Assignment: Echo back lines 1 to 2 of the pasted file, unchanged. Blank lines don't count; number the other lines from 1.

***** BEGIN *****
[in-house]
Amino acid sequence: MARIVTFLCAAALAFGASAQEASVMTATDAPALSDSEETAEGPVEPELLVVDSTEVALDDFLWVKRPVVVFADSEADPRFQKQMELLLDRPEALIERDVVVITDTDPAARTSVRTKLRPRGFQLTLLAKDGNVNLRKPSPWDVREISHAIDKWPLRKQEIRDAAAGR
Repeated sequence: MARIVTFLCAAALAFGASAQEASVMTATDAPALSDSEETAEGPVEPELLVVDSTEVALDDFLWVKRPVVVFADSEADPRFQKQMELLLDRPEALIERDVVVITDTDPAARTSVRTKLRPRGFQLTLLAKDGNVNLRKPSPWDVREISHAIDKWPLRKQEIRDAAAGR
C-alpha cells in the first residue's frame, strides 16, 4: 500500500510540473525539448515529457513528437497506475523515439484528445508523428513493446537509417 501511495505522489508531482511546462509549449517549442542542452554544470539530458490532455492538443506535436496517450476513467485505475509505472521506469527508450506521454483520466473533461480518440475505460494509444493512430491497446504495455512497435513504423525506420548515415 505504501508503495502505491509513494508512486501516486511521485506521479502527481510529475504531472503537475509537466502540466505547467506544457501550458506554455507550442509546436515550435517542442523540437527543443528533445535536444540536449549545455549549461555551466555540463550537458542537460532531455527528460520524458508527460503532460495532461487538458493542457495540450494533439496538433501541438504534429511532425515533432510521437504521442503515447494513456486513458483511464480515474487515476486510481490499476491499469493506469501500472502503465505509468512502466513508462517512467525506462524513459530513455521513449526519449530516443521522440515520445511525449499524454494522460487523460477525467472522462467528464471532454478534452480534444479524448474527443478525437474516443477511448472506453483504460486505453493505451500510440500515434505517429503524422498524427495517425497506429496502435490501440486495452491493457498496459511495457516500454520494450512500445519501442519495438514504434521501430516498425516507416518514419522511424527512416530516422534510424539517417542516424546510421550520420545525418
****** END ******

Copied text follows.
[in-house]
Amino acid sequence: MARIVTFLCAAALAFGASAQEASVMTATDAPALSDSEETAEGPVEPELLVVDSTEVALDDFLWVKRPVVVFADSEADPRFQKQMELLLDRPEALIERDVVVITDTDPAARTSVRTKLRPRGFQLTLLAKDGNVNLRKPSPWDVREISHAIDKWPLRKQEIRDAAAGR